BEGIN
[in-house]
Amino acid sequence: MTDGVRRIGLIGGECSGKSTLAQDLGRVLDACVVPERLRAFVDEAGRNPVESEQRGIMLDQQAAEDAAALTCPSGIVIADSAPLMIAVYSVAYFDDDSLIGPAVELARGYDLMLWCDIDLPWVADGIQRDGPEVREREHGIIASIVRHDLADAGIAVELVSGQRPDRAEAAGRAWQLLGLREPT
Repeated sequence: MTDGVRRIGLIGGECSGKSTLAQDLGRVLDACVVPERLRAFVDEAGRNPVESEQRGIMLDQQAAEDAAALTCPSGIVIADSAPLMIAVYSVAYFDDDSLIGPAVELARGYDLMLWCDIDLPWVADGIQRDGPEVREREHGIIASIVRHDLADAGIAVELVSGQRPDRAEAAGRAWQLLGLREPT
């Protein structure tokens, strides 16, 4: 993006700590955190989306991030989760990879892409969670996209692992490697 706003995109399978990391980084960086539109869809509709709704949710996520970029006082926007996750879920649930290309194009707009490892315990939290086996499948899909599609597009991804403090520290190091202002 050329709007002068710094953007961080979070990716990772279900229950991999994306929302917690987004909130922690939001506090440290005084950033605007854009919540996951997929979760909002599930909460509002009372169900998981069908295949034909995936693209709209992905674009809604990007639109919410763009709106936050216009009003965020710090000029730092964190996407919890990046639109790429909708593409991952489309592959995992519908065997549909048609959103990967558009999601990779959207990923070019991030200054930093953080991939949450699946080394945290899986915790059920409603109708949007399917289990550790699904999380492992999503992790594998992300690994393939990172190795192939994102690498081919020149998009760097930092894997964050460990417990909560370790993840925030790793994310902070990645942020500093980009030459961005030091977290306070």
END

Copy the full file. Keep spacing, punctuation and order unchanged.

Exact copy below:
[in-house]
Amino acid sequence: MTDGVRRIGLIGGECSGKSTLAQDLGRVLDACVVPERLRAFVDEAGRNPVESEQRGIMLDQQAAEDAAALTCPSGIVIADSAPLMIAVYSVAYFDDDSLIGPAVELARGYDLMLWCDIDLPWVADGIQRDGPEVREREHGIIASIVRHDLADAGIAVELVSGQRPDRAEAAGRAWQLLGLREPT
Repeated sequence: MTDGVRRIGLIGGECSGKSTLAQDLGRVLDACVVPERLRAFVDEAGRNPVESEQRGIMLDQQAAEDAAALTCPSGIVIADSAPLMIAVYSVAYFDDDSLIGPAVELARGYDLMLWCDIDLPWVADGIQRDGPEVREREHGIIASIVRHDLADAGIAVELVSGQRPDRAEAAGRAWQLLGLREPT
């Protein structure tokens, strides 16, 4: 993006700590955190989306991030989760990879892409969670996209692992490697 706003995109399978990391980084960086539109869809509709709704949710996520970029006082926007996750879920649930290309194009707009490892315990939290086996499948899909599609597009991804403090520290190091202002 050329709007002068710094953007961080979070990716990772279900229950991999994306929302917690987004909130922690939001506090440290005084950033605007854009919540996951997929979760909002599930909460509002009372169900998981069908295949034909995936693209709209992905674009809604990007639109919410763009709106936050216009009003965020710090000029730092964190996407919890990046639109790429909708593409991952489309592959995992519908065997549909048609959103990967558009999601990779959207990923070019991030200054930093953080991939949450699946080394945290899986915790059920409603109708949007399917289990550790699904999380492992999503992790594998992300690994393939990172190795192939994102690498081919020149998009760097930092894997964050460990417990909560370790993840925030790793994310902070990645942020500093980009030459961005030091977290306070």